Classic game: Final Fantasy VIII
Squall’s well that ends well
“Once you crack Squall’s outer shell, you get to see perhaps one of the most broken protagonists in the series’ long history.”
Final Fantasy VIII is a love story. And it might be one of the greatest gaming has ever told. Coming off the back of the most successful RPG of all time (Final Fantasy VII) Squaresoft’s follow-up needed to be different. After a game with corporate greed, climate change, and political activism at its heart captivated players the world over, Squaresoft needed to put the followup’s ticker in a different place entirely. So the developer pinned it squarely to the sleeve of Squall’s iconic leather jacket.
Sure, your emo protagonist was the victim of some dodgy localisation and is generally an edgelord sourpuss, but he has heart. With plenty of internal monologue (unusual for the series), you spend loads of time in his head, too. His grim worldview and reticence to let anyone past his emotional walls has defined the game in hindsight, but once you crack Squall’s outer shell, you get to see perhaps one of the most broken protagonists in the series’ long history.
Squall exists in a world that’s been actively hostile towards an entire generation: rumours circulate of children being kidnapped to placate a mysterious sorceress, myriad wars span continents, and experimental technology is being adopted. Throw in the fact that he was orphaned at a young age, then abandoned by the one role model he had during his worst years, and you start to understand his prickliness when it comes to relationships and abandonment.
He’s a traumatised child, laden with responsibility he never asked for, in a world he doesn’t really want to save. Almost the polar opposite of Cloud. That was an intentional move by
Squaresoft; not only was Squall designed to exist on the opposite side of the chess board to Cloud, the whole game was an answer to
Final Fantasy VII: the levelling, powering-up, weapons, summons, and practically everything else were nearly as opposed to their FFVII equivalents as they could be. Squall, with his trauma, was the perfect figurehead for Final Fantasy’s reinvention.
Upon leaving the orphanage that was his home for most of his childhood, Squall enlists with Balamb Garden: an elite mercenary academy designed to train generations of students to repel a vague but cataclysmic threat: the Sorceress. We begin our story at Squall’s final exam (read: first deployment in an active war zone), and from here a web of political intrigue, conspiracy, and badly-explained science is spun.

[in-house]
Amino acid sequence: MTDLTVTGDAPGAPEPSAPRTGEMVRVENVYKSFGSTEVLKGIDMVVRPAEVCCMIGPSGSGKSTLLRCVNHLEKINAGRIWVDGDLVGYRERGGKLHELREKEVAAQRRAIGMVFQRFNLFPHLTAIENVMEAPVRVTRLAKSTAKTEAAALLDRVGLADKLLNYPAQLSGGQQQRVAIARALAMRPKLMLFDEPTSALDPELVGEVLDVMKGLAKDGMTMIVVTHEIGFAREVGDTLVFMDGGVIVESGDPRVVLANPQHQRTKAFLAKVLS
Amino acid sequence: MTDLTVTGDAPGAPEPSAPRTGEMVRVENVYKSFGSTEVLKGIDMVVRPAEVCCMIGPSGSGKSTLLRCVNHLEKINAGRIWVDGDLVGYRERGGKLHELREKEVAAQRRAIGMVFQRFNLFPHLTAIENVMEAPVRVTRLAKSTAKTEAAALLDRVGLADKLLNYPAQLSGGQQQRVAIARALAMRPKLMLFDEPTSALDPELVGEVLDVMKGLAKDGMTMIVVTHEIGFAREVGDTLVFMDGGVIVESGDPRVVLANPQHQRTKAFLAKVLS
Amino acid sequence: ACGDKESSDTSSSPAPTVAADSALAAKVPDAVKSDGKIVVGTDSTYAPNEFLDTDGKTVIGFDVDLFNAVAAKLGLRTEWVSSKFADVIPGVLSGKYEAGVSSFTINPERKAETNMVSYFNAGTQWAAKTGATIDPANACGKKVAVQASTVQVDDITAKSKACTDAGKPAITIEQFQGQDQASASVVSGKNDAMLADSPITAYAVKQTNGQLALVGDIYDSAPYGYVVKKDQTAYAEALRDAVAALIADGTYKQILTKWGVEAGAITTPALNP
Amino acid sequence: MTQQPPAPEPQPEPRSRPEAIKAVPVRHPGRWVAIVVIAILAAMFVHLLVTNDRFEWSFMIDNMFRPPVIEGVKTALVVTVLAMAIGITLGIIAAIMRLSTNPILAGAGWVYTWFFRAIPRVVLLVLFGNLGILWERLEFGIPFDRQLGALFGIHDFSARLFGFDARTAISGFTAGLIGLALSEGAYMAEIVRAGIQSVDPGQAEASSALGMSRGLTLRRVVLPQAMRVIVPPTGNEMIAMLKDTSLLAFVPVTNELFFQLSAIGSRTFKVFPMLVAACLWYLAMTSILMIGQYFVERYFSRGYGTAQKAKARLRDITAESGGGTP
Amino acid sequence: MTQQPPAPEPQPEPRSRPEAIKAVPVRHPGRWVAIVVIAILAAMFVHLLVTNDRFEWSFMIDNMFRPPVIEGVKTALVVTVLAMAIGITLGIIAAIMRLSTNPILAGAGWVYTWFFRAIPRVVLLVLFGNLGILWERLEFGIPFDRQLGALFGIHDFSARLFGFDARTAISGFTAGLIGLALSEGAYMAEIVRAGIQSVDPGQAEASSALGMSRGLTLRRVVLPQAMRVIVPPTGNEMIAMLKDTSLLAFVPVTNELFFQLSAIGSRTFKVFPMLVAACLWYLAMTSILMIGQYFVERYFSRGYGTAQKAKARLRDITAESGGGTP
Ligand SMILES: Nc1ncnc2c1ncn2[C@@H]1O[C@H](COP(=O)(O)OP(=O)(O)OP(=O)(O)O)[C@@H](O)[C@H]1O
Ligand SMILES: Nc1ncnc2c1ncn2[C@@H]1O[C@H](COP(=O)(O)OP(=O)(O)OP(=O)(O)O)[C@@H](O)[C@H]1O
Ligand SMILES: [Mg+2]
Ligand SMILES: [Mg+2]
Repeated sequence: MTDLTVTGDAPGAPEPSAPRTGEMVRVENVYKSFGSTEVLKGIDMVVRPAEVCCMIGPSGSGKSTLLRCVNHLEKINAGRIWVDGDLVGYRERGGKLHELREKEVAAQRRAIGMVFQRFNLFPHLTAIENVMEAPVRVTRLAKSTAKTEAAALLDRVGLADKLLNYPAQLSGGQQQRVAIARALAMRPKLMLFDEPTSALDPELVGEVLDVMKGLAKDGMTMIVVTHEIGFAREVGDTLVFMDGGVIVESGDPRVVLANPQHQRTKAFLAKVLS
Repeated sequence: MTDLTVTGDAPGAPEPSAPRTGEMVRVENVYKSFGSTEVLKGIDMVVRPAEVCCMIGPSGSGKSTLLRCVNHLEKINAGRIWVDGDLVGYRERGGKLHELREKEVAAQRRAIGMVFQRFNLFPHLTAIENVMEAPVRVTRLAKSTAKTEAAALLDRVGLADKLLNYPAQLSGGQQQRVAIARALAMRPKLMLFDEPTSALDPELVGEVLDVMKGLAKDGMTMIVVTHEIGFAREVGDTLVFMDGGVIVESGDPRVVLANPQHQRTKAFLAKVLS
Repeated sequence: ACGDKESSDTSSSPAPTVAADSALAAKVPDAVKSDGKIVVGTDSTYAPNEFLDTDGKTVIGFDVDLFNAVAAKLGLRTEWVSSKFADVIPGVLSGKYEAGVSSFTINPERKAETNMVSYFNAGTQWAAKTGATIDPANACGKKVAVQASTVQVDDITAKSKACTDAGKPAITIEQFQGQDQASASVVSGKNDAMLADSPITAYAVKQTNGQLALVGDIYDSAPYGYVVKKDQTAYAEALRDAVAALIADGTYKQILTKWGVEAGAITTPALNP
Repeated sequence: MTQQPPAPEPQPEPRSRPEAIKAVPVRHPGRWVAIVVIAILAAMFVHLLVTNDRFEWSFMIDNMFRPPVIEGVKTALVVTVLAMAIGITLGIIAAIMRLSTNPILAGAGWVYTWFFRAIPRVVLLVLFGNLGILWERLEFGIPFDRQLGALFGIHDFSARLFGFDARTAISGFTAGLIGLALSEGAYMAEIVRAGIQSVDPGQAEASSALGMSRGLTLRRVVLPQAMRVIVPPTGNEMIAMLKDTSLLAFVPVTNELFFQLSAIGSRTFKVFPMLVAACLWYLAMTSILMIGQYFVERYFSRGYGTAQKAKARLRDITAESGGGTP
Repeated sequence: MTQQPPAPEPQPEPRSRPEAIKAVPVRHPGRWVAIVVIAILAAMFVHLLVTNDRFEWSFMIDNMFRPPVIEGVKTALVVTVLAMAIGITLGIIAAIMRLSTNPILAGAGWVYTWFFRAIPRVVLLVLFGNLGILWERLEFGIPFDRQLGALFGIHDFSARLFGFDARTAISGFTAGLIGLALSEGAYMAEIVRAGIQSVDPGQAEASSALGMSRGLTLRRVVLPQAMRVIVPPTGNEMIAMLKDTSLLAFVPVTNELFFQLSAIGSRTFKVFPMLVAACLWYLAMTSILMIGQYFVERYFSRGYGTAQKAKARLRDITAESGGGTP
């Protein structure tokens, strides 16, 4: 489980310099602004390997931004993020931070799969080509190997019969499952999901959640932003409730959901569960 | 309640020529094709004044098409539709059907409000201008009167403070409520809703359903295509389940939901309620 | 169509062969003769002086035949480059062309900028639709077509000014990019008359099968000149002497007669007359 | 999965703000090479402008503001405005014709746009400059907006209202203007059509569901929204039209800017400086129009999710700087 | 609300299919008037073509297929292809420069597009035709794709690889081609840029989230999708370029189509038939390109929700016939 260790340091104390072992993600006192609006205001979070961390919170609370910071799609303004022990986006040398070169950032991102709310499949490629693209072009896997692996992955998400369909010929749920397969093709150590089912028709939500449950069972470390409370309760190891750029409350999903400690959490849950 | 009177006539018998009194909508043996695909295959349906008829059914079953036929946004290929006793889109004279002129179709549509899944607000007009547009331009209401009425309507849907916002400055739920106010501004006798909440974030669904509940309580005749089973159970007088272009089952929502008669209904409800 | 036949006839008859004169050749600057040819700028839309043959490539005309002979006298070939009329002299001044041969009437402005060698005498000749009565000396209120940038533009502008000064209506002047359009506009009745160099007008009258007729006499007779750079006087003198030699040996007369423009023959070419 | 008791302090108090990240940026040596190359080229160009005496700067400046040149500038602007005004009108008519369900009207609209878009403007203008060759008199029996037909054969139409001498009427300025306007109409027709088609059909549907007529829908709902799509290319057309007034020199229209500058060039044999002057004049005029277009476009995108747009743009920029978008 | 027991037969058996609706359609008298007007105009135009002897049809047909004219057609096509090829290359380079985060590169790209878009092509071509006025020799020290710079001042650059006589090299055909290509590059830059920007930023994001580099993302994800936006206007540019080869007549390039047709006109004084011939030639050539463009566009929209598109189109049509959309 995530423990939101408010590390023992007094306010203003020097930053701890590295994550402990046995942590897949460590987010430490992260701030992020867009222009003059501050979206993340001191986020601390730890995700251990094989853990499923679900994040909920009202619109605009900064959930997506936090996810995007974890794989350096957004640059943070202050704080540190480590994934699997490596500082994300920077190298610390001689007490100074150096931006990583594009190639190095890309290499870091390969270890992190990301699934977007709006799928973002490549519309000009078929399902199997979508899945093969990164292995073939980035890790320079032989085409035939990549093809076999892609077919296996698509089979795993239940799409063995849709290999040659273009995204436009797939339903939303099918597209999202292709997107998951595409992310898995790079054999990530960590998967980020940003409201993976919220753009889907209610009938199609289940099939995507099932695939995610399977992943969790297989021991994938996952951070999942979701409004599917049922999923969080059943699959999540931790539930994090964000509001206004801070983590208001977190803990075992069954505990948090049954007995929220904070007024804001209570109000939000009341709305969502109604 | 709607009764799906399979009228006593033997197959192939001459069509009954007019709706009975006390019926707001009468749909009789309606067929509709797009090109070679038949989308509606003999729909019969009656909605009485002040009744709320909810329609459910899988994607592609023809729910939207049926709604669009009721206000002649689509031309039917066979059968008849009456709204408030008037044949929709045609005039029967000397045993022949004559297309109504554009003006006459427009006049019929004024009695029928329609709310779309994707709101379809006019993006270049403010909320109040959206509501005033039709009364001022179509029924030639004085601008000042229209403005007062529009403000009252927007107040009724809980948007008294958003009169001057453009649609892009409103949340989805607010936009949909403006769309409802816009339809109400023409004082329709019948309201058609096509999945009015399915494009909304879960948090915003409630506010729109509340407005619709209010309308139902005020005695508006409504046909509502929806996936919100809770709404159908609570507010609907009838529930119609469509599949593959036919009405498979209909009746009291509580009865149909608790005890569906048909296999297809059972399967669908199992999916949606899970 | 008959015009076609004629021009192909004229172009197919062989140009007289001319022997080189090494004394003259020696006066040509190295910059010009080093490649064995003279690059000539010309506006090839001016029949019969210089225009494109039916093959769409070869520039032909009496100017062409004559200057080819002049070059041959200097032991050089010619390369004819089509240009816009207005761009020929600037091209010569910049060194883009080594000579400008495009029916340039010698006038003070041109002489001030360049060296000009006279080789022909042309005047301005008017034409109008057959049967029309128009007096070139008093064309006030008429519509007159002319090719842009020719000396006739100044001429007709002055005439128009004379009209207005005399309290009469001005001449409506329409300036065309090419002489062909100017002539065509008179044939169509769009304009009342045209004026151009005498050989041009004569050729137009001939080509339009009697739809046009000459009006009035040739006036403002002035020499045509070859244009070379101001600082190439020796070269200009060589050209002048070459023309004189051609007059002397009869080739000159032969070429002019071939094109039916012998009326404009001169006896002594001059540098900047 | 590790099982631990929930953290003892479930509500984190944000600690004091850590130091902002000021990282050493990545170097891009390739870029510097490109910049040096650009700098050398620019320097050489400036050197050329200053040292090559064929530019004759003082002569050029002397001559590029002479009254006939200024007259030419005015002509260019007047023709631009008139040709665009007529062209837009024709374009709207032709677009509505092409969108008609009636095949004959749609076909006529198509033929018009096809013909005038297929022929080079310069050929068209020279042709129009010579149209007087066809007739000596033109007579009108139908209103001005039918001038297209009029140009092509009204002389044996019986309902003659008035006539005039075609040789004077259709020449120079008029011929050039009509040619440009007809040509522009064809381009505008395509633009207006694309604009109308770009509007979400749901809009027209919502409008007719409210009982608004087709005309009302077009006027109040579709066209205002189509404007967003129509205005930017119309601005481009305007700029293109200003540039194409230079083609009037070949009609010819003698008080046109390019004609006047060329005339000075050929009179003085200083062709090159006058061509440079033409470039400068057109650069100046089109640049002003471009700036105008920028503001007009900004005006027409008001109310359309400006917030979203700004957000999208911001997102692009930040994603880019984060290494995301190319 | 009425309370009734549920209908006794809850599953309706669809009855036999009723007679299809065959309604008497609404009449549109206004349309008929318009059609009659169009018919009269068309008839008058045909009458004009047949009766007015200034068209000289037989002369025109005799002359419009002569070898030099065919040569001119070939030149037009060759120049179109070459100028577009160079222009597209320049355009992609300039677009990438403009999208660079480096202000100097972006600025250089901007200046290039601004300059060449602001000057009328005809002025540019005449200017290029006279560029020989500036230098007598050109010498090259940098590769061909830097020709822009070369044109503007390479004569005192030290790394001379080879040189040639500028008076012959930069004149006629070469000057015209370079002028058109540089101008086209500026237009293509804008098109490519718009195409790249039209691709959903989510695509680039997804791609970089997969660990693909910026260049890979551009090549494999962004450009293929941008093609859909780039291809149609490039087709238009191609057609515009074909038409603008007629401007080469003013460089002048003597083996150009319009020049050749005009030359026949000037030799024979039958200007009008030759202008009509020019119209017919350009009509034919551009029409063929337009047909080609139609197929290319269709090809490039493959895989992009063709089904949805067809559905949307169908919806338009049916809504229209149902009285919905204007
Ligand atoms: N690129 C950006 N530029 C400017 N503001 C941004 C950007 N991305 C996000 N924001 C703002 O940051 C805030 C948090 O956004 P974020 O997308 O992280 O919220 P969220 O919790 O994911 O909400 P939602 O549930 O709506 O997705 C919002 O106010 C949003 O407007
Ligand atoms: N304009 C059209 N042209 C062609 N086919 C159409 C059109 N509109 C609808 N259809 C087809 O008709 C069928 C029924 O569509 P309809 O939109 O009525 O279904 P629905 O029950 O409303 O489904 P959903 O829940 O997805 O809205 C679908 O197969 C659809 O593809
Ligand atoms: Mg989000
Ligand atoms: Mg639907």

DOWN THE GARDEN PATH
Story elements and world-building could be compared more to Le Guin and Asimov than Tolkien and Hobb: magic exists alongside science in a wonderful mix-up of vaguely defined rules that lets your imagination fill in the gaps. Military forces equipped with spells and swords battle across a map spanning the entire world, and Squall, in his mobile command base, makes the most of this open world as he strives to do right by the ‘army’ he’s placed in command of, while trying to recall what on earth made him so messed up in the first pace.
Enter Final Fantasy VIII’s biggest problem: amnesia. Forgetful protagonists aren’t exactly rare in roleplaying games, but the late-coming, plot-hole-ridden, and off-handed revelations near the end
sour things somewhat. For a game so immersive otherwise (the SeeD salary system is genius), it unravels as it nears its dramatic conclusion.
But that can be overlooked if you focus elsewhere. Instead of looking at the dodgy enemy level-scaling, the confusing junction system, or the baffling mid-game revelations about memory, focus on the game’s exposed, tender heart: Squall and Rinoa. Through Rinoa, Squall’s arc takes on so much more meaning. You see just how much this traumatised child has grown into the world so actively trying to oppress him. Cloud wanted to save the world, but Squall wants to save the woman he loves, and therein lies Final Fantasy VIII’s most compelling trait.
Final Fantasy VIII paired angst with growth, and demonstrated that change, in the face of daunting, overwhelming odds, is possible, and beautiful. To communicate that, while letting you batter enemies with a sword that’s also a gun? That’s the beating heart of Final Fantasy, right there.